Thursday, 10 September 2015

Fun and (School) Games

Hi everyone. Since I last posted, I've had a rich and varied week or so: volunteering at the School Games in Manchester and Bolton, attending a full-on Communist funeral (the Internationale, Bandiera Rossa, Party banners, the lot) and participating in a twilight slow bike ride around Stoke festooned with fairy lights and soundtracked by ambient music. As I said, an eclectic set of experiences.

I only have pictorial evidence of the School Games, so those of you allergic to young people and/or sport might wish to view something else. It was an interesting Games. Sainsbury's has pulled out of its sponsorship of UK Athletics activity ahead of schedule, which is pretty churlish: this includes the Games, so while the branding continued to infest the event, budgets were clearly very, very tight.

I wasn't particularly impressed with the Opening Ceremony either, though four of my fencers were picked to take the oath on behalf of the athletes. The D-list presenters engaged in the most painful and rehearsed banter, interspersed by off-the-cuff sexist comments, while the entertainment was almost entirely female dancers dressed in skimpy sequinned costumes (or 'showgirls' as the compere called them). Very good at their job, but in front of several hundred sporty teenagers, perhaps the organisers should have considered whether it's appropriate to present women solely as decorative objects. Maybe including some male dancers would have helped. Anyway, there were some sports stars present: Ellie Simmonds was very good, while a male athlete helpfully and repeatedly explained that success is achieved by 'staying positive' and 'giving it 110%', which I personally found inspirational. He also confessed that the high point of the School Games in his day was when he put a frog in a microwave. Vile, yes, but I enjoyed the almost audible quality of the spanner dropping into the banter works.

The rest of the games passed in a haze of exhaustion punctuated by admiration and jealousy of the young fencers, any one of whom could thrash me without breaking into a sweat. It was also lovely seeing fencers I knew as tiny scared creatures reappearing as hulking great winners, and to catch up with all my friends from the fencing world.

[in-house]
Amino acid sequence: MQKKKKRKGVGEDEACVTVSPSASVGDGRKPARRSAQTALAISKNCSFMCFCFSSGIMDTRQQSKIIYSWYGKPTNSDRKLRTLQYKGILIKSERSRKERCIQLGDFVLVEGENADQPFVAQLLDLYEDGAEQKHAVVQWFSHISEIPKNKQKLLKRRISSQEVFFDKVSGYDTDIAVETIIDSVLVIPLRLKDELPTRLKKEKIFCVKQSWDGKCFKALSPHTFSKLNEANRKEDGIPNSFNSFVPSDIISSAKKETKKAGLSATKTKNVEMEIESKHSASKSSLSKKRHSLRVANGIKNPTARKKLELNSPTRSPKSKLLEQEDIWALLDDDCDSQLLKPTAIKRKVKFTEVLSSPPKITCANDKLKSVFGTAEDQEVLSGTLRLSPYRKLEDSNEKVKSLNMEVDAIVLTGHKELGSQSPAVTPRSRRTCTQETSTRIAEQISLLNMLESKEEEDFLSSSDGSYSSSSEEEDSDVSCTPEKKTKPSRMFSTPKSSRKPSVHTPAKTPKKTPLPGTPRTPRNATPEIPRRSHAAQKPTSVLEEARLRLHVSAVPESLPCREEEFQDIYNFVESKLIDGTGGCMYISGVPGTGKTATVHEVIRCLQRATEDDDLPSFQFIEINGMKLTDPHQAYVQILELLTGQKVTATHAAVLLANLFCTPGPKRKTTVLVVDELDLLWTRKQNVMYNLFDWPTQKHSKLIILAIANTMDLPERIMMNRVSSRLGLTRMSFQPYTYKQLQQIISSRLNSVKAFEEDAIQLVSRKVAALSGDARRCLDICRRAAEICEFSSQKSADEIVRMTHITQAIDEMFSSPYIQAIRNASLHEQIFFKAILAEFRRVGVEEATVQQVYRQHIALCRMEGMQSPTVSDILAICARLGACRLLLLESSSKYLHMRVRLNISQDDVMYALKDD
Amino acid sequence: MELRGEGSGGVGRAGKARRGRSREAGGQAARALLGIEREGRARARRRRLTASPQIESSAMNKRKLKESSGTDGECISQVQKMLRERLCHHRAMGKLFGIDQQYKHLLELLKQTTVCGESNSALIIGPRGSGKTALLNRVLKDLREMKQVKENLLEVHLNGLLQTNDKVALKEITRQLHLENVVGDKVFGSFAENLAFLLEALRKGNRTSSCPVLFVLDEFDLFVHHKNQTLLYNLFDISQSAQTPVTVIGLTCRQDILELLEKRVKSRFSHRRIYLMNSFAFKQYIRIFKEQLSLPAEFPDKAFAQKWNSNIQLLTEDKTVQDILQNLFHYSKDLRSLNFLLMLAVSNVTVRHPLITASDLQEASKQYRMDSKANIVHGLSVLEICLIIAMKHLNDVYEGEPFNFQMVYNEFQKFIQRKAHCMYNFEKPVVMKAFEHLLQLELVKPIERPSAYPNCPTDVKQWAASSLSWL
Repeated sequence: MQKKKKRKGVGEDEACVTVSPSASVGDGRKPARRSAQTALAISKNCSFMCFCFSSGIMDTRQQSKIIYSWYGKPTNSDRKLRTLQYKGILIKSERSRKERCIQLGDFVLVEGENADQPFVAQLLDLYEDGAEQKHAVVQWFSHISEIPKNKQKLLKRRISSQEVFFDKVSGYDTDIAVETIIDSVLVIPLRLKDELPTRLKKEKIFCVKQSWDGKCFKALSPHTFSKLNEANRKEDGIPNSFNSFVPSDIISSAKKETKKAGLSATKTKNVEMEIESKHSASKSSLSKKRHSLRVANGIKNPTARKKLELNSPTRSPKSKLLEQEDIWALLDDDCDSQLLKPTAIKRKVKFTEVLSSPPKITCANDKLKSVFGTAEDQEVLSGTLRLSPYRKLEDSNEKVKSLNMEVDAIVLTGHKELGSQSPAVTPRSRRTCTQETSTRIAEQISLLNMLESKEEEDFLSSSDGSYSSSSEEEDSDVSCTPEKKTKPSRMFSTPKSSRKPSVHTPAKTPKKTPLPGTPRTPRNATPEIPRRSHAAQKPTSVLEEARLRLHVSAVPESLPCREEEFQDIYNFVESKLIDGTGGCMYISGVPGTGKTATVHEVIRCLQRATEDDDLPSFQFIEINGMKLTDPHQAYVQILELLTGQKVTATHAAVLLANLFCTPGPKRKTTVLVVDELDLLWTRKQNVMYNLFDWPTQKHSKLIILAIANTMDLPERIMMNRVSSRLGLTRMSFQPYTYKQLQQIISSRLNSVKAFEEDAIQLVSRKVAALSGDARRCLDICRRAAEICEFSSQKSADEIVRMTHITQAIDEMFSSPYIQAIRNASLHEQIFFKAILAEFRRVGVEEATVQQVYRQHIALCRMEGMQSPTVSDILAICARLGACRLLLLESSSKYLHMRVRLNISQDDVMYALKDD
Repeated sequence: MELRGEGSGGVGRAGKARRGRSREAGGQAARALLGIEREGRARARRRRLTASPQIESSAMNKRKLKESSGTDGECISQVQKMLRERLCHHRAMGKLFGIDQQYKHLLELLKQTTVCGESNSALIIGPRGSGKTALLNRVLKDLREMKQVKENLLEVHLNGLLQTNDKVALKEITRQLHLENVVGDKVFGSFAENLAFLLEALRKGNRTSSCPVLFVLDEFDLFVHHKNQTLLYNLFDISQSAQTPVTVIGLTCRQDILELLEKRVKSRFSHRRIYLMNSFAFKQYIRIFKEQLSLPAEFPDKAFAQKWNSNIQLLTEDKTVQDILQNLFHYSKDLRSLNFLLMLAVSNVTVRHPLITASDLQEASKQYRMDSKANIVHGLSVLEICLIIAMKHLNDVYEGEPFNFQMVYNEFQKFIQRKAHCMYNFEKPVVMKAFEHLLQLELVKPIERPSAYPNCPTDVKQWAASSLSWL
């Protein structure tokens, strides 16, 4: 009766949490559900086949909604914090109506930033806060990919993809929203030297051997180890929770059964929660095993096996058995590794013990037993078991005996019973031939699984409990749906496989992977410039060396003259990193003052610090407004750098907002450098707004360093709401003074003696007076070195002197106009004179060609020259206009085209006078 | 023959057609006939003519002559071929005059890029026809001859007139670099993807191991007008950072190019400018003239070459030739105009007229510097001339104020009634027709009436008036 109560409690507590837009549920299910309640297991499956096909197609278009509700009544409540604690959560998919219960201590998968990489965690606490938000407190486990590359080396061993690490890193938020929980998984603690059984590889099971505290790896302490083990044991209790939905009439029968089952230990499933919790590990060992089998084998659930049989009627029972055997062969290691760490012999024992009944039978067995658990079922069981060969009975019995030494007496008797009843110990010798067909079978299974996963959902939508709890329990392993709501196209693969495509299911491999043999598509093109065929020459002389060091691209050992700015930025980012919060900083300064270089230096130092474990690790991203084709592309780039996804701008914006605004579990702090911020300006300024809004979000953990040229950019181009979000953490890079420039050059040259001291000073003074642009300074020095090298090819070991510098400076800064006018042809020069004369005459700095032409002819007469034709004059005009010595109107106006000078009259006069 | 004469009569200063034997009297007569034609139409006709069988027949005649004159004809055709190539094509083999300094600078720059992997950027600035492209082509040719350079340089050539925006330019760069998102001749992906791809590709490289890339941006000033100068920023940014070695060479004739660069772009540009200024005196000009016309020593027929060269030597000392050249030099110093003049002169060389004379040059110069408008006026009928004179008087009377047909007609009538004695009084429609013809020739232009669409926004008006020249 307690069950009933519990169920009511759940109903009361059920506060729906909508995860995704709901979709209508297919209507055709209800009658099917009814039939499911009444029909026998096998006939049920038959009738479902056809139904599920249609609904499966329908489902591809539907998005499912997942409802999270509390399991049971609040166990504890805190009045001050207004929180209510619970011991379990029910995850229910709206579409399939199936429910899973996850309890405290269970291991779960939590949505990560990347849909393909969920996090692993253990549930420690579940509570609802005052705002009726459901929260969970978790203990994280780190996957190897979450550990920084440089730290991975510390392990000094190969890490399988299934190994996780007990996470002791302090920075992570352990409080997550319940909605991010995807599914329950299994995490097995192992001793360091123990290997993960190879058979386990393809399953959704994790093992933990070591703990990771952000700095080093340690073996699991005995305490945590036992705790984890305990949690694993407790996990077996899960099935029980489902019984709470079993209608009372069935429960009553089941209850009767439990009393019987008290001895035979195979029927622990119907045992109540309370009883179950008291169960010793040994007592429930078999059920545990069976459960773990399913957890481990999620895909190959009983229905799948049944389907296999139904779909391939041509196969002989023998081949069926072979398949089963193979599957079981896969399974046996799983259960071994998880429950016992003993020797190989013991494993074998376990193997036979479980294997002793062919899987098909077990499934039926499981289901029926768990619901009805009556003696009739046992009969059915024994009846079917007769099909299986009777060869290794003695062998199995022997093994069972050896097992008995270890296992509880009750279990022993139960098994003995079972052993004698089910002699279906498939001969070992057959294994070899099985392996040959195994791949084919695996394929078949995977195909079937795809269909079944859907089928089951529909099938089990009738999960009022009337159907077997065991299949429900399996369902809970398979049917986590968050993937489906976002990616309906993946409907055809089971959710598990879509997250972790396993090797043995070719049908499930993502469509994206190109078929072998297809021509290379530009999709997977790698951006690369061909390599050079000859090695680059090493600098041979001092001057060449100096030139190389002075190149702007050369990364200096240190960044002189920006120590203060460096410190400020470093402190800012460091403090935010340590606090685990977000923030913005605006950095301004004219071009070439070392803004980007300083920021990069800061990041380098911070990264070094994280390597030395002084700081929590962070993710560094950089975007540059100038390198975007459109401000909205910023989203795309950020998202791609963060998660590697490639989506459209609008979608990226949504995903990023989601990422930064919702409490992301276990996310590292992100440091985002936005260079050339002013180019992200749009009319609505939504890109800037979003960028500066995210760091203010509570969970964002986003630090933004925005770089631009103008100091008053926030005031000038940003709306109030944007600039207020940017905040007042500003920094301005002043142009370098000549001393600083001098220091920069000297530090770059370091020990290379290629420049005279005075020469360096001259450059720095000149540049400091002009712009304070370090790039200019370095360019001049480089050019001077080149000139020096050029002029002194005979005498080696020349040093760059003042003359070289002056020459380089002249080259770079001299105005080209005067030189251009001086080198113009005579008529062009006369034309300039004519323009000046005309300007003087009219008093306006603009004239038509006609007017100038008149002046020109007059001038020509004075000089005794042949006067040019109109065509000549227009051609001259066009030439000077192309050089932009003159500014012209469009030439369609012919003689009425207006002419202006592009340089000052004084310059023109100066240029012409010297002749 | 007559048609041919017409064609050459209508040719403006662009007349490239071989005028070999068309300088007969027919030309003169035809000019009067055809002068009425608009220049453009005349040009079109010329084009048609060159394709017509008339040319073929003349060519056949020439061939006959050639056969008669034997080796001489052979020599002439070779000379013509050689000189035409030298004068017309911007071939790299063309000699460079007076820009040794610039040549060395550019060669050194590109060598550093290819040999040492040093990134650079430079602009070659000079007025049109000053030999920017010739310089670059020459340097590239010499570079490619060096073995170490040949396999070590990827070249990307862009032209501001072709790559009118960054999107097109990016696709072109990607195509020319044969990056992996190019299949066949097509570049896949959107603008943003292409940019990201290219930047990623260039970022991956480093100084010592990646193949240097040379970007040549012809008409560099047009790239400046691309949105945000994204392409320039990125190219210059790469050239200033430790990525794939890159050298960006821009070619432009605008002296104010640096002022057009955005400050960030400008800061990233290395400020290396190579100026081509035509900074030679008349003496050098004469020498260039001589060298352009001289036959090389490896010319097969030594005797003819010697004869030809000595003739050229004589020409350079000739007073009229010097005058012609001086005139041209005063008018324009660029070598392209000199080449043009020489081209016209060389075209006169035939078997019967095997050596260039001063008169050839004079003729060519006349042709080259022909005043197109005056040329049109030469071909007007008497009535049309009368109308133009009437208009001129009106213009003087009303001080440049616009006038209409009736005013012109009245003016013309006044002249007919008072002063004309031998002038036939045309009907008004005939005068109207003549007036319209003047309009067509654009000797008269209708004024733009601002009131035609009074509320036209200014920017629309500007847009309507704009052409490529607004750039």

Here are some of my favourite shots (click to enlarge) and you can see the rest here. Fencing photos are tough: the lighting's terrible, you can't use flash, my equipment is ageing, and everyone looks the same once the mask is on. So I tried to capture personality as best I could: victory, defeat, battered fencing shoes, team hugs and so on.

The Toast Rack - near my room on Manchester University's Fallowfield Campus. Formerly part of Manchester Metropolitan University


Scotland's women sabreurs console each other after defeat

Searchlights on the roof of the Opening Ceremony venue

Soundcheck for the opening ceremony

Jess Corby reads the oath with George Morris behind her

Volunteers at the opening ceremony

The aforesaid 'showgirls'. 

Generations of Adidas fencing shoes

A fistful of foils

About to be interviewed on camera

Corby under the Klieg lights

Kamal Minot taking media duties in his stride

Ken Rose (Scotland coach) discussing the fight with referee Sean Grundy

Celyn Lewis takes off

…as does Kamal Minott

The referee awards the hit and the Welsh women's epeeists celebrate

Simultaneous hit by the two Scottish women foilists Morrison and Black

Multiple exposure…very tricky without a tripod. 

Battered old Adidas fencing shoe

Charlotte Slater lands a foot hit on Scotland's Paisley.

Jovial ref explains a decision to Gibbon

The referees about to launch into a ballad

The Leon Paul technical staff applaud the medallists

Sabre Selfie!

Schneider and Slater at a tense moment

Moody shot of a Scottish sabreur warming up backstage

Philip Slater celebrates with his coach

Slater, defeated in the team event.

Taylor takes off.

The selfie

Welsh women's epee team celebrates

Edwards and the Welsh coaches celebrate

Yellow card for Dolan

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